23 May, 2018 | Niahm Elain
Photos: Niahm Elain
We clamber, bleary-eyed, onto the minibus that will take us from Cochabamba to our final destination. On the bus’s sliding door, an enormous picture of a roaring Tyrannosaurus rex identifies our destination. We discover that Torotoro, a small village in the centre of the national park with which it shares its name, really capitalises on this brand: giant plastic T. Rexes lurch out from roofs and tower over park benches; one even bursts through the glass doors of the town’s council hall.
A new day dawns and our guiding light is Redi, who will show us the El Vergel route. Behind his sunglasses lie a wealth of Cretaceous knowledge and dinosaur puns. He informs us that dinosaurs roamed the site that is now known as Torotoro sometime before Christ. We ask him when did Torotoro as a village come to exist. Again, he says, sometime before Christ.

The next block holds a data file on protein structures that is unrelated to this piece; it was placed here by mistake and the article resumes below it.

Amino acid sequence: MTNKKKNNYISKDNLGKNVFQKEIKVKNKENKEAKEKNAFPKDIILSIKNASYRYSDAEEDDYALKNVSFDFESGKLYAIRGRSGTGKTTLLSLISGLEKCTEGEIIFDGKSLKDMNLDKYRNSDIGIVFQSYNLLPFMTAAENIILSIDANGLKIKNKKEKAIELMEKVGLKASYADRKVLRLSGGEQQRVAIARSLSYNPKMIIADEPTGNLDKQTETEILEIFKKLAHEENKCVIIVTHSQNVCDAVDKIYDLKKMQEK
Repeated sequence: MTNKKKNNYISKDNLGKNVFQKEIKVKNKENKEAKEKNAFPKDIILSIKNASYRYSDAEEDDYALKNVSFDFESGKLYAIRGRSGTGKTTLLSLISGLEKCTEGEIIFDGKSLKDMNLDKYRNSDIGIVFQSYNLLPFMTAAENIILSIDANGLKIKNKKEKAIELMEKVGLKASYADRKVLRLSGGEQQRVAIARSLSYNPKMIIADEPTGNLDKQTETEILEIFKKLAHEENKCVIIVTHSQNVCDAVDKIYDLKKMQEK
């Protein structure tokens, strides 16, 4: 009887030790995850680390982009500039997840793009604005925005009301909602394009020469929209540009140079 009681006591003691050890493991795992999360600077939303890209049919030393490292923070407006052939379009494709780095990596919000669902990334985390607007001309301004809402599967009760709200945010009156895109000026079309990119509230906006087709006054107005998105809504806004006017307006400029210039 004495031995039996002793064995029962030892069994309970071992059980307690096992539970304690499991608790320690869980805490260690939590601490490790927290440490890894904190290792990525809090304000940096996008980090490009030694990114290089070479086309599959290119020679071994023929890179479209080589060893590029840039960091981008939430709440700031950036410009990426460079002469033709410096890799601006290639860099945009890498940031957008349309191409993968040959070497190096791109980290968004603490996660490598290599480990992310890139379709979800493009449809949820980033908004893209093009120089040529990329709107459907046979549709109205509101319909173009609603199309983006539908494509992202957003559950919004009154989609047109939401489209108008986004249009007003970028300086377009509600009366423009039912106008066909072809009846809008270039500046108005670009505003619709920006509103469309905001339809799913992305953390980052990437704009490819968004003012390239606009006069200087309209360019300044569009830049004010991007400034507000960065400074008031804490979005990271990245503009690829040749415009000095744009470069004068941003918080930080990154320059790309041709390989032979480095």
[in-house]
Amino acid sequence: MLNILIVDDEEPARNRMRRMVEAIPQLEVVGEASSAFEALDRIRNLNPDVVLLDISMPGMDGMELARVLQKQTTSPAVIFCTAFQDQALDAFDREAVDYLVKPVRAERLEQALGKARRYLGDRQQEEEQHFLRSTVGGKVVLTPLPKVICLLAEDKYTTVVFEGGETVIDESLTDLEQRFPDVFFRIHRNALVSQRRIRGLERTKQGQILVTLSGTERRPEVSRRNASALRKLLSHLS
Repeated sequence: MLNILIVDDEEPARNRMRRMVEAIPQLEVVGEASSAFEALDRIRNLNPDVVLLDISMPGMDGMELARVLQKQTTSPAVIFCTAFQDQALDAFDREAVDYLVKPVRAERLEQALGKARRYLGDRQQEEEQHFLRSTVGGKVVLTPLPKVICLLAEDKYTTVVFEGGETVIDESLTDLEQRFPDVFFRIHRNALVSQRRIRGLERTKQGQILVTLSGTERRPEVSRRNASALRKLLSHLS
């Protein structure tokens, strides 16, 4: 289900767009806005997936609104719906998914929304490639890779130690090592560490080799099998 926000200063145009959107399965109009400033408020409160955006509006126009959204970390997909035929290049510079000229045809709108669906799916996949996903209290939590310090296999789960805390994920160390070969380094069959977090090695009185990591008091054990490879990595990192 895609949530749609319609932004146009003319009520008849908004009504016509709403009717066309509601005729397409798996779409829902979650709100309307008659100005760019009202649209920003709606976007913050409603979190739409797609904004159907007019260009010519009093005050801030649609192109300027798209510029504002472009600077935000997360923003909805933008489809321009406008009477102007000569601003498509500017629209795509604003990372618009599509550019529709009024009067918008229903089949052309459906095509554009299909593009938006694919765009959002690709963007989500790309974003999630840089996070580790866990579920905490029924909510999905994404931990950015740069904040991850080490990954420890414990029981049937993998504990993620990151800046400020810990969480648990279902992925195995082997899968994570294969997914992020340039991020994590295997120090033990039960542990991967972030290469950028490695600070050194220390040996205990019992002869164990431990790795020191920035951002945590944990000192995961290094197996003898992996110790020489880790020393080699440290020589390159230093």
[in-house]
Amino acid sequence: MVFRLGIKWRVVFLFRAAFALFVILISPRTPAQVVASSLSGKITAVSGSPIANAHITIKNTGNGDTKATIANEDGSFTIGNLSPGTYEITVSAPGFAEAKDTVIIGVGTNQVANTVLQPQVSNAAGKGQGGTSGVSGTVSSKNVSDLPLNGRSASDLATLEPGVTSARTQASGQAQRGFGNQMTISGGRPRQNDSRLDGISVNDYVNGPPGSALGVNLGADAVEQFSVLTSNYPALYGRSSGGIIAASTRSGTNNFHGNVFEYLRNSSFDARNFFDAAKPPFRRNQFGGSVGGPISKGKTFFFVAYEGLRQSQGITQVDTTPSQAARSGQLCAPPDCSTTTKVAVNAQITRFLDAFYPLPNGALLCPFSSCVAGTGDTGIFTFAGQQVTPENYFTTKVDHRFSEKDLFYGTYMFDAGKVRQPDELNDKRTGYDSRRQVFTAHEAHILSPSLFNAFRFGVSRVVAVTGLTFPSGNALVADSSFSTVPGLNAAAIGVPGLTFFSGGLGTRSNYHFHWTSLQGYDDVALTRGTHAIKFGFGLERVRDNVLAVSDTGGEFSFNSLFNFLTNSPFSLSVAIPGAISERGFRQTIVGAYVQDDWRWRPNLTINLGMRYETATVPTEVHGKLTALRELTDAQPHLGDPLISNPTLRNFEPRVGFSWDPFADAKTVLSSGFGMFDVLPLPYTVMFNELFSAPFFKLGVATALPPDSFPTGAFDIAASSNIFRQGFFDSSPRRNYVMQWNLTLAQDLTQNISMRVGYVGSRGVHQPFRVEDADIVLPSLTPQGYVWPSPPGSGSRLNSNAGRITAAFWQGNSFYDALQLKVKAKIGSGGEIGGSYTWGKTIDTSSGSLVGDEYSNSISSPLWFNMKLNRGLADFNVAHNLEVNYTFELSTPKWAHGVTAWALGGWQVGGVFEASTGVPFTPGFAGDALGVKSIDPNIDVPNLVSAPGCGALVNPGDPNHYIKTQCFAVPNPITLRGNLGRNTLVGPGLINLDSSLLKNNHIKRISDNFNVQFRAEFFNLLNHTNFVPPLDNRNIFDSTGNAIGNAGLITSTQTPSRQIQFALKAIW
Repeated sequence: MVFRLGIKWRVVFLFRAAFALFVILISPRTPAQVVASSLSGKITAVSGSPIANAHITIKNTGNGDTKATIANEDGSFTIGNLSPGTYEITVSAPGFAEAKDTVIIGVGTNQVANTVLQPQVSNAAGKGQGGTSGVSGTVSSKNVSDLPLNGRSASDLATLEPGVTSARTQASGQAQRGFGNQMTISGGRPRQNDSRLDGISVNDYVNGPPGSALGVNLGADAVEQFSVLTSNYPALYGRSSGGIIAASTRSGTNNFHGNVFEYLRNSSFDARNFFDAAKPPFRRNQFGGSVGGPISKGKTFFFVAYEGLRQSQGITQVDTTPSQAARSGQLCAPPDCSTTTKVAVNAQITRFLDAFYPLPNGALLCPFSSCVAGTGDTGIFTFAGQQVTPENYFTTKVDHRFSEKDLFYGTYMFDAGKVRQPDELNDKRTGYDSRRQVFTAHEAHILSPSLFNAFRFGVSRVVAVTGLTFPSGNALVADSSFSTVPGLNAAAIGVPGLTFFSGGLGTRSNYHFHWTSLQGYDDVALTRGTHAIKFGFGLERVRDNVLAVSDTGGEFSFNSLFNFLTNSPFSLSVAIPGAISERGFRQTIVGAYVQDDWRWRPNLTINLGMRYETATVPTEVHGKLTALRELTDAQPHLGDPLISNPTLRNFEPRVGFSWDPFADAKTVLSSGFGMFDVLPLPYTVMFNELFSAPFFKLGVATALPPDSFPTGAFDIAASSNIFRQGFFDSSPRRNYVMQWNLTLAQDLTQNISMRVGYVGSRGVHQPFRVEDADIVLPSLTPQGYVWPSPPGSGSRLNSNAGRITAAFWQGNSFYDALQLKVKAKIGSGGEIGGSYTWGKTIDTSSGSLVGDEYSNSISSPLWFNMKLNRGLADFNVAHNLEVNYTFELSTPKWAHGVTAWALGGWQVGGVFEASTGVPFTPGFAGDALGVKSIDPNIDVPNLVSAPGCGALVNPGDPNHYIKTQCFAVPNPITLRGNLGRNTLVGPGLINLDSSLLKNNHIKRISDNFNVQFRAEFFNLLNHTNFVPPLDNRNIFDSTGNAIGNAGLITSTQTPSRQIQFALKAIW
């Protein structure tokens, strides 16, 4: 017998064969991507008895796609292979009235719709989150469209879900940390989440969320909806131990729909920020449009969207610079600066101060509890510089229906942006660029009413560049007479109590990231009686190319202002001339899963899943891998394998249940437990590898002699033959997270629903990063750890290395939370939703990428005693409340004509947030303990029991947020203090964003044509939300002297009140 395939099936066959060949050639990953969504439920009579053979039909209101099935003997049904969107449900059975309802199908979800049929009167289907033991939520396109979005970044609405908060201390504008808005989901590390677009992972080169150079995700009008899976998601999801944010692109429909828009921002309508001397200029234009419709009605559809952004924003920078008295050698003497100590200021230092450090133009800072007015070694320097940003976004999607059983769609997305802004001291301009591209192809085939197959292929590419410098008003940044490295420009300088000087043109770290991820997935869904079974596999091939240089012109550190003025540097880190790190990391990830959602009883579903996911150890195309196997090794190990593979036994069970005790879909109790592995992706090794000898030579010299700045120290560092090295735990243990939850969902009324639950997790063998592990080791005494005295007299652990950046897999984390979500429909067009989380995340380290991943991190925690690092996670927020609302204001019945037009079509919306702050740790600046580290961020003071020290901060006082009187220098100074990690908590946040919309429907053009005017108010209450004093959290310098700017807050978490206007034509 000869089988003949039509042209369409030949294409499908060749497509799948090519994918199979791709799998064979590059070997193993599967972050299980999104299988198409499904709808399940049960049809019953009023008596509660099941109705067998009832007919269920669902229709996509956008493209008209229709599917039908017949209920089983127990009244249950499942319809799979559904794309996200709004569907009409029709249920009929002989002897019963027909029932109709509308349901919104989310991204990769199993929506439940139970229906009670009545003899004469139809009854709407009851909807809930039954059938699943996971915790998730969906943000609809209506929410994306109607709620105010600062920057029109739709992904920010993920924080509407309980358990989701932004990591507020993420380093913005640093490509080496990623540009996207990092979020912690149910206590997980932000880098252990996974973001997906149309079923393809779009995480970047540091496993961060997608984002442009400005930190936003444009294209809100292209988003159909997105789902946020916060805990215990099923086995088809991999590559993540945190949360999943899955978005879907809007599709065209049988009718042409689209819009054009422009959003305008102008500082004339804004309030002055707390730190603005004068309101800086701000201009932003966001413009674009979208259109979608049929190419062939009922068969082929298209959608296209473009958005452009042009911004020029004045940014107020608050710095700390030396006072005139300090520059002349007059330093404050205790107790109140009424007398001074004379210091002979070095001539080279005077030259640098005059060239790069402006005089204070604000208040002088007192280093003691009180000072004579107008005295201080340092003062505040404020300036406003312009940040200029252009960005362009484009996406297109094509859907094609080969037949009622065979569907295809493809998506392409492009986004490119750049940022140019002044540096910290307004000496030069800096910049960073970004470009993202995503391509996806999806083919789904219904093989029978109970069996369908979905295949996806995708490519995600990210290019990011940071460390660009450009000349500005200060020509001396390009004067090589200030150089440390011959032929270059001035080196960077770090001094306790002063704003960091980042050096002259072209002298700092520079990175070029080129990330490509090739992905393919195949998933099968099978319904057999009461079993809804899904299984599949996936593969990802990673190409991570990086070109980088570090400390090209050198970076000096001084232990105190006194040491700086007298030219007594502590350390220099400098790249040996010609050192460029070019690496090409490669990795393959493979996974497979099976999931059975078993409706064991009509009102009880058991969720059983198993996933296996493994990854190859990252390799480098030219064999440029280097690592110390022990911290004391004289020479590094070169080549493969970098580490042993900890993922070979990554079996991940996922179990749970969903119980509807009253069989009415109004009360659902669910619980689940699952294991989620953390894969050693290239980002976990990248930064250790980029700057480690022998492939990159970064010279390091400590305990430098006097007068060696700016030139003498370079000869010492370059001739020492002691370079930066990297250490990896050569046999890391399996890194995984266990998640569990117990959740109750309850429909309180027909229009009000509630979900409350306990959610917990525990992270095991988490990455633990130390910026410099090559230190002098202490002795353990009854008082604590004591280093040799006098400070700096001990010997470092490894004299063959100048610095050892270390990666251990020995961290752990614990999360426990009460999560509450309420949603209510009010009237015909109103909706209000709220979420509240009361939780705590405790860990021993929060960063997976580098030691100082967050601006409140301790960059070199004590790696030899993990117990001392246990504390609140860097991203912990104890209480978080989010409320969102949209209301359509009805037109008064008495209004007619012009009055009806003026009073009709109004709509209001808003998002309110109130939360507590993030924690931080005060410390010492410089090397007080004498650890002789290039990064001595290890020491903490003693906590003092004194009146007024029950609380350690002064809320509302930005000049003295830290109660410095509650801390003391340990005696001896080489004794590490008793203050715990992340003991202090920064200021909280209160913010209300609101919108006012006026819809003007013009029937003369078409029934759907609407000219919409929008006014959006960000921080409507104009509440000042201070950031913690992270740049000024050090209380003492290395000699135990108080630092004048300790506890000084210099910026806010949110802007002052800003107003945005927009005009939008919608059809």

After two hours of trekking, we are huffing and puffing. It is time for another break. It is definitely time for more snacks. The next 40 minutes of walking bring us through the canyon and to a misty waterfall cascading down onto enormous rocks, etched with the names of past toroteño tourists. We stare for a bit, we eat another guava each (‘dinosaur snacks,’ Redi calls them). The bravest of us wades into the Edenic pool into which the waterfall pours. Redi comes to sit very close and starts reading facts about dinosaurs to me from what can only be an illustrated children’s book. It is time to leave.
Near the trail’s end, we have a beer (‘dinosaur fuel,’ Redi calls it) in a lone ramshackle café atop the canyon cliff. We take in the breathtaking panorama before heading back to the village.
With the sun flooding the cold, blue mountains the next morning, we start on the long road back home. Or the ‘dinosaur road,’ as Redi would have called it.
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